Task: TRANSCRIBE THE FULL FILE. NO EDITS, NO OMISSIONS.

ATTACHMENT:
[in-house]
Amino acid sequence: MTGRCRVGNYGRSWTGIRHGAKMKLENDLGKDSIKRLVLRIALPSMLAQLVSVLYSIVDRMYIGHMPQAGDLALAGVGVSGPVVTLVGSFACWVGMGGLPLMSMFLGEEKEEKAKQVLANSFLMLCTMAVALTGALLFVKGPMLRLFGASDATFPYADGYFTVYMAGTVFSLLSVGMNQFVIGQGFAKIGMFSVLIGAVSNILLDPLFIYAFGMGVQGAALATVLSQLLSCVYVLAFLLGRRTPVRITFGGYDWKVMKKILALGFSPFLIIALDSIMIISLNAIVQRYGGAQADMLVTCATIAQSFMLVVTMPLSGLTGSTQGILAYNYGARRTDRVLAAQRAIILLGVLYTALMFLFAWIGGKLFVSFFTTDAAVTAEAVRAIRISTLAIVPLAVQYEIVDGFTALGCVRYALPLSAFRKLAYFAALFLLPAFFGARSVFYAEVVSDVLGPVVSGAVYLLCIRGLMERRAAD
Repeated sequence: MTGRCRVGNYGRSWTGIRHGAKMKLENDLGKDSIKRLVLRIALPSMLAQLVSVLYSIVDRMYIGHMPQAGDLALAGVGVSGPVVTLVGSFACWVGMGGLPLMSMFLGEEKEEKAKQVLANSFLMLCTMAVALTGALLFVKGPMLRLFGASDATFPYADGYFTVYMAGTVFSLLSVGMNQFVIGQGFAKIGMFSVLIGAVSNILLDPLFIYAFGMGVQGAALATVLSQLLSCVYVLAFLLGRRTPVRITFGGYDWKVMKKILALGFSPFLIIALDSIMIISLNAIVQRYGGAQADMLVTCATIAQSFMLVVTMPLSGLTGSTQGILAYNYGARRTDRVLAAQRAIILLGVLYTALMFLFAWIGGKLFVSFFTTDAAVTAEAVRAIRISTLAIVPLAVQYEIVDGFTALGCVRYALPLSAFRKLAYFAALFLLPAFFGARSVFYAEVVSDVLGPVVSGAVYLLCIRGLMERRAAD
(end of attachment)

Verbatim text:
[in-house]
Amino acid sequence: MTGRCRVGNYGRSWTGIRHGAKMKLENDLGKDSIKRLVLRIALPSMLAQLVSVLYSIVDRMYIGHMPQAGDLALAGVGVSGPVVTLVGSFACWVGMGGLPLMSMFLGEEKEEKAKQVLANSFLMLCTMAVALTGALLFVKGPMLRLFGASDATFPYADGYFTVYMAGTVFSLLSVGMNQFVIGQGFAKIGMFSVLIGAVSNILLDPLFIYAFGMGVQGAALATVLSQLLSCVYVLAFLLGRRTPVRITFGGYDWKVMKKILALGFSPFLIIALDSIMIISLNAIVQRYGGAQADMLVTCATIAQSFMLVVTMPLSGLTGSTQGILAYNYGARRTDRVLAAQRAIILLGVLYTALMFLFAWIGGKLFVSFFTTDAAVTAEAVRAIRISTLAIVPLAVQYEIVDGFTALGCVRYALPLSAFRKLAYFAALFLLPAFFGARSVFYAEVVSDVLGPVVSGAVYLLCIRGLMERRAAD
Repeated sequence: MTGRCRVGNYGRSWTGIRHGAKMKLENDLGKDSIKRLVLRIALPSMLAQLVSVLYSIVDRMYIGHMPQAGDLALAGVGVSGPVVTLVGSFACWVGMGGLPLMSMFLGEEKEEKAKQVLANSFLMLCTMAVALTGALLFVKGPMLRLFGASDATFPYADGYFTVYMAGTVFSLLSVGMNQFVIGQGFAKIGMFSVLIGAVSNILLDPLFIYAFGMGVQGAALATVLSQLLSCVYVLAFLLGRRTPVRITFGGYDWKVMKKILALGFSPFLIIALDSIMIISLNAIVQRYGGAQADMLVTCATIAQSFMLVVTMPLSGLTGSTQGILAYNYGARRTDRVLAAQRAIILLGVLYTALMFLFAWIGGKLFVSFFTTDAAVTAEAVRAIRISTLAIVPLAVQYEIVDGFTALGCVRYALPLSAFRKLAYFAALFLLPAFFGARSVFYAEVVSDVLGPVVSGAVYLLCIRGLMERRAAD